Considering the guidance from the Financial Crimes Enforcement Network (FinCEN) issued in March 2016, and also based on the ideas provided by Wolfsburg Principles on correspondent banking from 2002, some organisations are expanding these three lines of defence to seven in an effort to provide additional layers of user safety and compliance when it comes to cross-border mobile based payments. The three lines of defence for the mobile money scheme initiating the transaction, followed by the same three lines again but for the mobile money scheme receiving the transaction.
Know your partner
Know your partner is the seventh line of defence and is the key difference, and key advantage of mobile money over some other payment services.
Know your partner is essentially KYC for partners such as banks, money transfer operators, and mobile money schemes. Mobile financial services firms in Africa take continuous monitoring of partner activity extremely seriously and perform due diligence on each partner in proportion to that partner’s risk level.
For example, a partner deemed low risk (such as a large, listed global company with strong internal compliance functions) would be subject to simplified due diligence, while a high-risk partner (for instance a new, private company with a limited history, perhaps coming from a country with a low transparency index rating) would be subject to enhanced due diligence and a more in-depth oversight programme.
The ability to view and interrogate both sender and receiver system means mobile financial services can provide better AML. By seeing the full extent of all transactions, not just one side, as an individual money transfer operator would, and harnessing a wealth of compliance data, firms can provide real time controls and checks that exceed existing practices.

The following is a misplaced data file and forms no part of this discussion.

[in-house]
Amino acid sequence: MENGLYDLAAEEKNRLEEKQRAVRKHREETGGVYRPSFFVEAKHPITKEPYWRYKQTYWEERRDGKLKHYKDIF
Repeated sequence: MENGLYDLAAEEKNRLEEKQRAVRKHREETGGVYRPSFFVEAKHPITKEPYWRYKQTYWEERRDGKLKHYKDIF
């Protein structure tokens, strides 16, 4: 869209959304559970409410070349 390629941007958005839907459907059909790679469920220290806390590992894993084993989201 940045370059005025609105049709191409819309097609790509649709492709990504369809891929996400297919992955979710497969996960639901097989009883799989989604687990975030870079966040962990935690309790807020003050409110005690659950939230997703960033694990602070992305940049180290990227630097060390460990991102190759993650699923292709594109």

Mobile transfers versus traditional remittances
Traditional remittance services often use outdated core operating systems which are difficult to evolve in the ever-changing AML environment. This usually results in a poor customer experience and exorbitant prices for users. Moreover, this model tends to exclude millions, forcing them to use even more expensive, less secure, and non-compliant informal channels. The high costs of these formal and informal traditional channels drive up average remittance values, and therefore risk levels as well.
Mobile based money transfers, on the other hand, offer person to person transfers that can be of significantly smaller values while fully traceable and fully compliant to local and international regulations. New entrants operate off progressive, leaner technology platforms which are optimised for mobile’s simplicity but also allow for faster realignment to ever changing regulations. This makes for a better customer experience, lower prices, and better compliance.
Nobody would claim that mobile money schemes across Africa have reached perfect compliance when it comes to regulation. Arguably, the same could be said for financial services and institutions the world over. The difference here is that by connecting financial service providers with one another and the global economy we can provide this seventh line of defence and enhance AML capabilities beyond those of any other system.
Following the US Department of State’s report, I urge those with preconceptions of the African market to engage with us and our partners to better understand our collective mission to increase financial inclusion, make remittance services more accessible and affordable, while bolstering transparency and lowering global money laundering risk.